Zoé's Ark (French: L'Arche de Zoé) is a French charity organization with the aim of increasing awareness of the crisis in Darfur and providing aid for children affected by the conflict. The organization was brought into the public's awareness with the arrest of six members and 11 others in Abéché, Chad accused of abducting 103 African children.
Zoé's Ark was formed "by motoring enthusiasts from the French four-wheel-drive community to aid victims of the December 2004 Asian tsunami". More specifically, Zoé's Ark was founded in 2005 by volunteer fireman Éric Breteau, former president of the French 4x4 Federation, who named it after a girl orphaned by the December 2004 Asian tsunami. The group, registered as a non-governmental organization with the French authorities, sought to aid children affected by the tsunami, and brought one boy to France for an operation.
On Tuesday, 30 October 2007, six members of the charity organization Zoé's Ark were formally charged by the government of Chad for child abduction. Three journalists, seven Spanish flight crew members, and four Chadian and Sudanese nationals, including two Chadian officials, were also charged for complicity. Despite the group's claim that the children were orphans from Darfur who were being taken to be fostered in France, most of the children have been found to be Chadian, and to have at least one living parent or guardian. French president Nicolas Sarkozy successfully negotiated the dropping of charges and release of the journalists and flight crew members prior to trial. Six members of the group were convicted on 26 December 2007 and sentenced to eight years of forced labor, although under an accord between Chad and France they will serve their sentences in France, which has no forced labor in its penal system. Each of the six was also ordered to pay each of the 103 victims restitution equal to approximately $87,000, which amounts to $8.9M total. The founder, Eric Breteau, is among the six. A Chadian national and a Sudanese national were each also sentenced to four years. The two Chadian officials were acquitted. In March 2008 the president of Chad pardoned the convicted aid-workers. They were then released from the prisons in France.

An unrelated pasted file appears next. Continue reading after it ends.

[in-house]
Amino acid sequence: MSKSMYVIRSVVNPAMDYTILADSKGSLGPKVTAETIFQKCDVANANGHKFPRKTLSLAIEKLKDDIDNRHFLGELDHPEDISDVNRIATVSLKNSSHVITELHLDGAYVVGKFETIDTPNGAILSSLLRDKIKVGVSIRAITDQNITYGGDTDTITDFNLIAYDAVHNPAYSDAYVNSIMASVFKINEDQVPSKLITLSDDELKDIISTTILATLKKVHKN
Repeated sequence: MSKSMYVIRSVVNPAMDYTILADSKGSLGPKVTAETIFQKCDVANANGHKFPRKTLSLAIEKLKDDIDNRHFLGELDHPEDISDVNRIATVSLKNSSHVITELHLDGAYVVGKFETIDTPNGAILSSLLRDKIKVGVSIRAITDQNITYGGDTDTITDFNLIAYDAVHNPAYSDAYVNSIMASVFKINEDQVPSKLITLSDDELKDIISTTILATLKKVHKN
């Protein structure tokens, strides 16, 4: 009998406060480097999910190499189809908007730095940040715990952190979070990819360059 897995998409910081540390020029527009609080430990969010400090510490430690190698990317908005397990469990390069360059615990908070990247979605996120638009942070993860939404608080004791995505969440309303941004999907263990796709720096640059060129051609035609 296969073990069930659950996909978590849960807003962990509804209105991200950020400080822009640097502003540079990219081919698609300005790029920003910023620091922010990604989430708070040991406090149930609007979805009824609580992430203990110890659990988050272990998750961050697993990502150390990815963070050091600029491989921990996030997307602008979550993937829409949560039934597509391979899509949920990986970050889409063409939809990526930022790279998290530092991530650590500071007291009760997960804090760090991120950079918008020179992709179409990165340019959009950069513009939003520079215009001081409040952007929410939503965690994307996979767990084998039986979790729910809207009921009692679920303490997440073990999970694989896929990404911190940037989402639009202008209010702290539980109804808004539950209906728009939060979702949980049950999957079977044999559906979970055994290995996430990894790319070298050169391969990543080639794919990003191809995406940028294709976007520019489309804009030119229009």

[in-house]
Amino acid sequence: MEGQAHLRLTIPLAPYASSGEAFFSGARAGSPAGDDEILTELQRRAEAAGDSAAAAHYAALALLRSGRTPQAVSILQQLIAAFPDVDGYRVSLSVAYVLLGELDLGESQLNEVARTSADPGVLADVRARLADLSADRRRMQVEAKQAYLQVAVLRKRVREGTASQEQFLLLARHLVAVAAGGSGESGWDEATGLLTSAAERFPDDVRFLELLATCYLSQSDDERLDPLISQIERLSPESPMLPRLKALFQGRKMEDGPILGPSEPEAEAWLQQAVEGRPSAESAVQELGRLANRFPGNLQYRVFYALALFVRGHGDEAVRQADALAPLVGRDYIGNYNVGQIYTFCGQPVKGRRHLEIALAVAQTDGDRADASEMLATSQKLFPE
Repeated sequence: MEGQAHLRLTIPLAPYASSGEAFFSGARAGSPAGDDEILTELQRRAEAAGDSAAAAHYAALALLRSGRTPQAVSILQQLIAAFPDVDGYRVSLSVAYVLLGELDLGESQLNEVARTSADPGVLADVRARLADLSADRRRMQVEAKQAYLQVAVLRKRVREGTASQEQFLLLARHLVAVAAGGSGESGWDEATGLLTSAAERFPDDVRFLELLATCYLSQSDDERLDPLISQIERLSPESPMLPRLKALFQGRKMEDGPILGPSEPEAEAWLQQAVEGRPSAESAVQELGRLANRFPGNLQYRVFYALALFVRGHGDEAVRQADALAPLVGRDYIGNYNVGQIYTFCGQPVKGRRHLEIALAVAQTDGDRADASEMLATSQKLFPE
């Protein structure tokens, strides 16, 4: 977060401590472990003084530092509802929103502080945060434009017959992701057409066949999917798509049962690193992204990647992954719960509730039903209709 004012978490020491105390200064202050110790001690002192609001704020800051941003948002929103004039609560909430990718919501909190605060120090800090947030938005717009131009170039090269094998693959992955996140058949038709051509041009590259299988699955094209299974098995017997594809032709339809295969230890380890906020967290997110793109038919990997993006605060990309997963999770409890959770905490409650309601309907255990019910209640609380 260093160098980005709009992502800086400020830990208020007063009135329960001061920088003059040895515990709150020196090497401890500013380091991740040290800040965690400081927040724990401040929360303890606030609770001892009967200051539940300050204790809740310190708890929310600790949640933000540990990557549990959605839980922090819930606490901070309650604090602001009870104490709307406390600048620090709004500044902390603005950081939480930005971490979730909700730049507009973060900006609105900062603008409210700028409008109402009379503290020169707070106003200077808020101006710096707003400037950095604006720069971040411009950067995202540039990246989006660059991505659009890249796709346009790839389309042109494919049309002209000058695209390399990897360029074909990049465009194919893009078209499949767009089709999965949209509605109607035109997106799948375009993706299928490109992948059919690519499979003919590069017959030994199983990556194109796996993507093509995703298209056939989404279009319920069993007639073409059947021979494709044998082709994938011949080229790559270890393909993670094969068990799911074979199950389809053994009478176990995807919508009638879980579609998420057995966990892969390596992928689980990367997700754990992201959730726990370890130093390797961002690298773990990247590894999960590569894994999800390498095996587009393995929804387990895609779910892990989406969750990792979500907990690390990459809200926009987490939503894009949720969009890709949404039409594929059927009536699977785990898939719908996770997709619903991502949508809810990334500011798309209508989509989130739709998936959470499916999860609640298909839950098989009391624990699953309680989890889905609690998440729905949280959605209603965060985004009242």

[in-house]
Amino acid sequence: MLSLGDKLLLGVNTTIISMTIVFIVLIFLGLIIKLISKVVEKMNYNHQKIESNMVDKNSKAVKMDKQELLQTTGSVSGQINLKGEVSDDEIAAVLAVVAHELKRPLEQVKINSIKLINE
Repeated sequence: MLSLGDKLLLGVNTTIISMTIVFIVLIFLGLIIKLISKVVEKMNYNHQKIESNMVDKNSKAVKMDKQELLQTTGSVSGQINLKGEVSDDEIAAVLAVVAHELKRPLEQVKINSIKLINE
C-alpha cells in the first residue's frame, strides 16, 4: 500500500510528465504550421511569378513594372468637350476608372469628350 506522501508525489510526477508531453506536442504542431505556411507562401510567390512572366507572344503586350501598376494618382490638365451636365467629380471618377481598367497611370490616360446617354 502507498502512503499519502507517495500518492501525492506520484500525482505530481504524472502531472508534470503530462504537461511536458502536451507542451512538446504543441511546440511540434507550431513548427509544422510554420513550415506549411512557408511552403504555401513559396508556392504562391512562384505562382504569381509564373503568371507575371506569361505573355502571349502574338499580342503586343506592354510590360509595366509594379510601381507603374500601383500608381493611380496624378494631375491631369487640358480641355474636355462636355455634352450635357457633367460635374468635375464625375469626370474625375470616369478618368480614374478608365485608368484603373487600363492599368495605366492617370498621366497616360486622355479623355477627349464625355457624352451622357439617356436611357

- Profile: Zoe's Ark, BBC News, Last Updated: Monday, 29 October 2007. Consulted on 29 December 2007.
- Africa charity workers charged with kidnapping (MSNBC) Accessed 4 November 2007
- French Charity Workers Sentenced (Times Online) Accessed 26 December 2007
- Convicted aid workers fly home from Chad
- Zoe's Ark Workers Get Hard Labor (CNN.com) Accessed 26 December 2007
- French Zoe’s Ark charity workers released from prison, Enjoyfrance, 1 April 2008
- Chad president pardons French charity workers, ny Angelique Chrisafis, The Guardian, 1 April 2008